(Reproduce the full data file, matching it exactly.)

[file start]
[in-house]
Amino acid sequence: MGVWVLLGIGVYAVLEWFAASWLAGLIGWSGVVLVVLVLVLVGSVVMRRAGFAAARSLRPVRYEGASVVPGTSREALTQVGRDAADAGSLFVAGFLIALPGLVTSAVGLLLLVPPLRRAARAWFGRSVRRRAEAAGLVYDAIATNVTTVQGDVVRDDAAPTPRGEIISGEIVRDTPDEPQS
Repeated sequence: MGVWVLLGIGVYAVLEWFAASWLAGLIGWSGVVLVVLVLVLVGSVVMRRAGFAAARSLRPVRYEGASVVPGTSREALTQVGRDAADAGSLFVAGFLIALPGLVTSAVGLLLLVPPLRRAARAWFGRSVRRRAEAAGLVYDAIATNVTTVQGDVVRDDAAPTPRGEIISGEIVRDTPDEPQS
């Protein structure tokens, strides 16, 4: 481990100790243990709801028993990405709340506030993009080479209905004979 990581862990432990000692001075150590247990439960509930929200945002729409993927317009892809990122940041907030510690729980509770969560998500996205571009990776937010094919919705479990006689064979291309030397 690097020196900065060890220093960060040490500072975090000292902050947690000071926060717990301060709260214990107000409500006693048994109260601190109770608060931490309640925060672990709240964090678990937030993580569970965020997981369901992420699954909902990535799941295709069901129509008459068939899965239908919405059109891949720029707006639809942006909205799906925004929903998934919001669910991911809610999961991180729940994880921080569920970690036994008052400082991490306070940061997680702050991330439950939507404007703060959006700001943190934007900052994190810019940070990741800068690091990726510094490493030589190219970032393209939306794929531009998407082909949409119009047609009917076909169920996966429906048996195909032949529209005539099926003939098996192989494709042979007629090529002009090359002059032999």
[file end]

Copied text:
[in-house]
Amino acid sequence: MGVWVLLGIGVYAVLEWFAASWLAGLIGWSGVVLVVLVLVLVGSVVMRRAGFAAARSLRPVRYEGASVVPGTSREALTQVGRDAADAGSLFVAGFLIALPGLVTSAVGLLLLVPPLRRAARAWFGRSVRRRAEAAGLVYDAIATNVTTVQGDVVRDDAAPTPRGEIISGEIVRDTPDEPQS
Repeated sequence: MGVWVLLGIGVYAVLEWFAASWLAGLIGWSGVVLVVLVLVLVGSVVMRRAGFAAARSLRPVRYEGASVVPGTSREALTQVGRDAADAGSLFVAGFLIALPGLVTSAVGLLLLVPPLRRAARAWFGRSVRRRAEAAGLVYDAIATNVTTVQGDVVRDDAAPTPRGEIISGEIVRDTPDEPQS
């Protein structure tokens, strides 16, 4: 481990100790243990709801028993990405709340506030993009080479209905004979 990581862990432990000692001075150590247990439960509930929200945002729409993927317009892809990122940041907030510690729980509770969560998500996205571009990776937010094919919705479990006689064979291309030397 690097020196900065060890220093960060040490500072975090000292902050947690000071926060717990301060709260214990107000409500006693048994109260601190109770608060931490309640925060672990709240964090678990937030993580569970965020997981369901992420699954909902990535799941295709069901129509008459068939899965239908919405059109891949720029707006639809942006909205799906925004929903998934919001669910991911809610999961991180729940994880921080569920970690036994008052400082991490306070940061997680702050991330439950939507404007703060959006700001943190934007900052994190810019940070990741800068690091990726510094490493030589190219970032393209939306794929531009998407082909949409119009047609009917076909169920996966429906048996195909032949529209005539099926003939098996192989494709042979007629090529002009090359002059032999």